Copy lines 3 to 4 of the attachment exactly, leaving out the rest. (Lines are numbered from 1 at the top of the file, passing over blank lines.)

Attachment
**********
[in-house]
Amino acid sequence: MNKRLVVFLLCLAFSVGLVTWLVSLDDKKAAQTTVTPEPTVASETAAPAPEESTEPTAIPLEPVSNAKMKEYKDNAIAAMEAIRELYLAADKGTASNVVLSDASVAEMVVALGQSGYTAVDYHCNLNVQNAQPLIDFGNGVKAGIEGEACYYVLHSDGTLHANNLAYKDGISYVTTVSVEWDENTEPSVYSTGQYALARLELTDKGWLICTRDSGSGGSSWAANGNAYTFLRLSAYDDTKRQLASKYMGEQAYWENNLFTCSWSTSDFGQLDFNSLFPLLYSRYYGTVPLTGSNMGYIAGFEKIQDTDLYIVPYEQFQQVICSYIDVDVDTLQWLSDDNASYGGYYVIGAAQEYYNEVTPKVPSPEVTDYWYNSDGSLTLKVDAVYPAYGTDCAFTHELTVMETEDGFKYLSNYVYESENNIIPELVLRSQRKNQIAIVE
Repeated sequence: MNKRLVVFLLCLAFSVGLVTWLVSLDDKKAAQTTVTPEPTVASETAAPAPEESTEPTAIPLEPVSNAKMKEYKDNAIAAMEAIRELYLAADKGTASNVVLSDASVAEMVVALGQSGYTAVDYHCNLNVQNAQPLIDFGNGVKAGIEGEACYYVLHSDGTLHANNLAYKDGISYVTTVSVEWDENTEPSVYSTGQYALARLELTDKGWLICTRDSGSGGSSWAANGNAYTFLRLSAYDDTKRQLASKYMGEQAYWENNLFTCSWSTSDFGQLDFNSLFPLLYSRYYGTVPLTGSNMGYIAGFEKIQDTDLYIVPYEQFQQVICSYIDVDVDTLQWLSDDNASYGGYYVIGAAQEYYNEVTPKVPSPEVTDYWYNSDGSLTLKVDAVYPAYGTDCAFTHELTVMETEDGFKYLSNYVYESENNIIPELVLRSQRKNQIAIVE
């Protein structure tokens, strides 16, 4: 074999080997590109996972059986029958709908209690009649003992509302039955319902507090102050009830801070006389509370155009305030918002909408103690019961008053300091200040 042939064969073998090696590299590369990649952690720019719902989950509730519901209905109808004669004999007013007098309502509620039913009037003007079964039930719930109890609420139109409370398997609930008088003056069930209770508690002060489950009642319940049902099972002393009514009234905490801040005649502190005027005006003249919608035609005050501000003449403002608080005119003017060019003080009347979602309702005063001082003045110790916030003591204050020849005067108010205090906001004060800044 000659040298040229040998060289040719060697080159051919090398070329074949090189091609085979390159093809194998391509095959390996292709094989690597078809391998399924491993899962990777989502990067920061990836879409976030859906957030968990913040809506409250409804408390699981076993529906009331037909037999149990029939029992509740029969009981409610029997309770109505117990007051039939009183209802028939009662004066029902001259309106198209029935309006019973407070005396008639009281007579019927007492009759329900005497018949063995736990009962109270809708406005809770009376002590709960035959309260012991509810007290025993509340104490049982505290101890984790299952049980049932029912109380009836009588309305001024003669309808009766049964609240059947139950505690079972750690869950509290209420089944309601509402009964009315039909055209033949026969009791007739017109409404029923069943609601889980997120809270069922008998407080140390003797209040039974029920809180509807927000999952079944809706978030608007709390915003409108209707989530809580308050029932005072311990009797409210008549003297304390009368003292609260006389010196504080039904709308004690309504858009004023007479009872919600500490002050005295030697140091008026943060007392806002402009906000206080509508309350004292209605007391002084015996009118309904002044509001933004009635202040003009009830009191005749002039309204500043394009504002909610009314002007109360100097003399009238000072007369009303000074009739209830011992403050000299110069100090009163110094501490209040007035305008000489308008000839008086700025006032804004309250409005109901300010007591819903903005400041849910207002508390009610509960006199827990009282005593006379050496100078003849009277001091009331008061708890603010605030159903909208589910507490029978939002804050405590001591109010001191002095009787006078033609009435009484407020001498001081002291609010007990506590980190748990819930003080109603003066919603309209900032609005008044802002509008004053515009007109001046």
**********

Repeated sequence: MNKRLVVFLLCLAFSVGLVTWLVSLDDKKAAQTTVTPEPTVASETAAPAPEESTEPTAIPLEPVSNAKMKEYKDNAIAAMEAIRELYLAADKGTASNVVLSDASVAEMVVALGQSGYTAVDYHCNLNVQNAQPLIDFGNGVKAGIEGEACYYVLHSDGTLHANNLAYKDGISYVTTVSVEWDENTEPSVYSTGQYALARLELTDKGWLICTRDSGSGGSSWAANGNAYTFLRLSAYDDTKRQLASKYMGEQAYWENNLFTCSWSTSDFGQLDFNSLFPLLYSRYYGTVPLTGSNMGYIAGFEKIQDTDLYIVPYEQFQQVICSYIDVDVDTLQWLSDDNASYGGYYVIGAAQEYYNEVTPKVPSPEVTDYWYNSDGSLTLKVDAVYPAYGTDCAFTHELTVMETEDGFKYLSNYVYESENNIIPELVLRSQRKNQIAIVE
């Protein structure tokens, strides 16, 4: 074999080997590109996972059986029958709908209690009649003992509302039955319902507090102050009830801070006389509370155009305030918002909408103690019961008053300091200040 042939064969073998090696590299590369990649952690720019719902989950509730519901209905109808004669004999007013007098309502509620039913009037003007079964039930719930109890609420139109409370398997609930008088003056069930209770508690002060489950009642319940049902099972002393009514009234905490801040005649502190005027005006003249919608035609005050501000003449403002608080005119003017060019003080009347979602309702005063001082003045110790916030003591204050020849005067108010205090906001004060800044 000659040298040229040998060289040719060697080159051919090398070329074949090189091609085979390159093809194998391509095959390996292709094989690597078809391998399924491993899962990777989502990067920061990836879409976030859906957030968990913040809506409250409804408390699981076993529906009331037909037999149990029939029992509740029969009981409610029997309770109505117990007051039939009183209802028939009662004066029902001259309106198209029935309006019973407070005396008639009281007579019927007492009759329900005497018949063995736990009962109270809708406005809770009376002590709960035959309260012991509810007290025993509340104490049982505290101890984790299952049980049932029912109380009836009588309305001024003669309808009766049964609240059947139950505690079972750690869950509290209420089944309601509402009964009315039909055209033949026969009791007739017109409404029923069943609601889980997120809270069922008998407080140390003797209040039974029920809180509807927000999952079944809706978030608007709390915003409108209707989530809580308050029932005072311990009797409210008549003297304390009368003292609260006389010196504080039904709308004690309504858009004023007479009872919600500490002050005295030697140091008026943060007392806002402009906000206080509508309350004292209605007391002084015996009118309904002044509001933004009635202040003009009830009191005749002039309204500043394009504002909610009314002007109360100097003399009238000072007369009303000074009739209830011992403050000299110069100090009163110094501490209040007035305008000489308008000839008086700025006032804004309250409005109901300010007591819903903005400041849910207002508390009610509960006199827990009282005593006379050496100078003849009277001091009331008061708890603010605030159903909208589910507490029978939002804050405590001591109010001191002095009787006078033609009435009484407020001498001081002291609010007990506590980190748990819930003080109603003066919603309209900032609005008044802002509008004053515009007109001046």